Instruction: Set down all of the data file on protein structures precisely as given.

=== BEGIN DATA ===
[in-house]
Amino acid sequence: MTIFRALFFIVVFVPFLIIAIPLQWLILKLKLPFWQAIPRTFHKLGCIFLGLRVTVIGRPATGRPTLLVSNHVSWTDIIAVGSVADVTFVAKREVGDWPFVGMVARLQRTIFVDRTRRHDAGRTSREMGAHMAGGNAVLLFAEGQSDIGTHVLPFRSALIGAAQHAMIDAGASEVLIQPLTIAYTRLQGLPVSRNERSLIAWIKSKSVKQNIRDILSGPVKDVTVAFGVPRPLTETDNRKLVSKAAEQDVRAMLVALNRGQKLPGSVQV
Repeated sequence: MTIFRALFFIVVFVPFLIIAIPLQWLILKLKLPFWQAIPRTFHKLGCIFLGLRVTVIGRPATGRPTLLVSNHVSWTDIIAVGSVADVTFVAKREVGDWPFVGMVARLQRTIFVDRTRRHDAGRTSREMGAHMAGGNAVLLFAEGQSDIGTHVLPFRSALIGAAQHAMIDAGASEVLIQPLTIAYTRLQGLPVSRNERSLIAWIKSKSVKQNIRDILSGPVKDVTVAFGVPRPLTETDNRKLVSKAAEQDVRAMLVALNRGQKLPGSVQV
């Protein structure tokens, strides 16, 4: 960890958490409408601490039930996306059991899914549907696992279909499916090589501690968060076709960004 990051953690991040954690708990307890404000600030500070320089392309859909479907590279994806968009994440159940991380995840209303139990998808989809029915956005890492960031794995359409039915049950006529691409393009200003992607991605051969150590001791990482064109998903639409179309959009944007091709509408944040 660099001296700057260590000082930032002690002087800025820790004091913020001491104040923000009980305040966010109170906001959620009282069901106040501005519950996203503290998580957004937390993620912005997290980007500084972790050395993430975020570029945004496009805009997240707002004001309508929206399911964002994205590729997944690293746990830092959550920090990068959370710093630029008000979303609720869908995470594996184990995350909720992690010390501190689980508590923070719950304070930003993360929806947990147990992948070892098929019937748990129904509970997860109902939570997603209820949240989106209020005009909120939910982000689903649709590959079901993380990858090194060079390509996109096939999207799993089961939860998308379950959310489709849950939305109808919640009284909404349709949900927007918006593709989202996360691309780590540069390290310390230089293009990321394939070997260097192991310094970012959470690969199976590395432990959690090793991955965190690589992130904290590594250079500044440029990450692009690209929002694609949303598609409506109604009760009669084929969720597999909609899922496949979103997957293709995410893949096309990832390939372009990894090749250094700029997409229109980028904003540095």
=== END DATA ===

[in-house]
Amino acid sequence: MTIFRALFFIVVFVPFLIIAIPLQWLILKLKLPFWQAIPRTFHKLGCIFLGLRVTVIGRPATGRPTLLVSNHVSWTDIIAVGSVADVTFVAKREVGDWPFVGMVARLQRTIFVDRTRRHDAGRTSREMGAHMAGGNAVLLFAEGQSDIGTHVLPFRSALIGAAQHAMIDAGASEVLIQPLTIAYTRLQGLPVSRNERSLIAWIKSKSVKQNIRDILSGPVKDVTVAFGVPRPLTETDNRKLVSKAAEQDVRAMLVALNRGQKLPGSVQV
Repeated sequence: MTIFRALFFIVVFVPFLIIAIPLQWLILKLKLPFWQAIPRTFHKLGCIFLGLRVTVIGRPATGRPTLLVSNHVSWTDIIAVGSVADVTFVAKREVGDWPFVGMVARLQRTIFVDRTRRHDAGRTSREMGAHMAGGNAVLLFAEGQSDIGTHVLPFRSALIGAAQHAMIDAGASEVLIQPLTIAYTRLQGLPVSRNERSLIAWIKSKSVKQNIRDILSGPVKDVTVAFGVPRPLTETDNRKLVSKAAEQDVRAMLVALNRGQKLPGSVQV
């Protein structure tokens, strides 16, 4: 960890958490409408601490039930996306059991899914549907696992279909499916090589501690968060076709960004 990051953690991040954690708990307890404000600030500070320089392309859909479907590279994806968009994440159940991380995840209303139990998808989809029915956005890492960031794995359409039915049950006529691409393009200003992607991605051969150590001791990482064109998903639409179309959009944007091709509408944040 660099001296700057260590000082930032002690002087800025820790004091913020001491104040923000009980305040966010109170906001959620009282069901106040501005519950996203503290998580957004937390993620912005997290980007500084972790050395993430975020570029945004496009805009997240707002004001309508929206399911964002994205590729997944690293746990830092959550920090990068959370710093630029008000979303609720869908995470594996184990995350909720992690010390501190689980508590923070719950304070930003993360929806947990147990992948070892098929019937748990129904509970997860109902939570997603209820949240989106209020005009909120939910982000689903649709590959079901993380990858090194060079390509996109096939999207799993089961939860998308379950959310489709849950939305109808919640009284909404349709949900927007918006593709989202996360691309780590540069390290310390230089293009990321394939070997260097192991310094970012959470690969199976590395432990959690090793991955965190690589992130904290590594250079500044440029990450692009690209929002694609949303598609409506109604009760009669084929969720597999909609899922496949979103997957293709995410893949096309990832390939372009990894090749250094700029997409229109980028904003540095």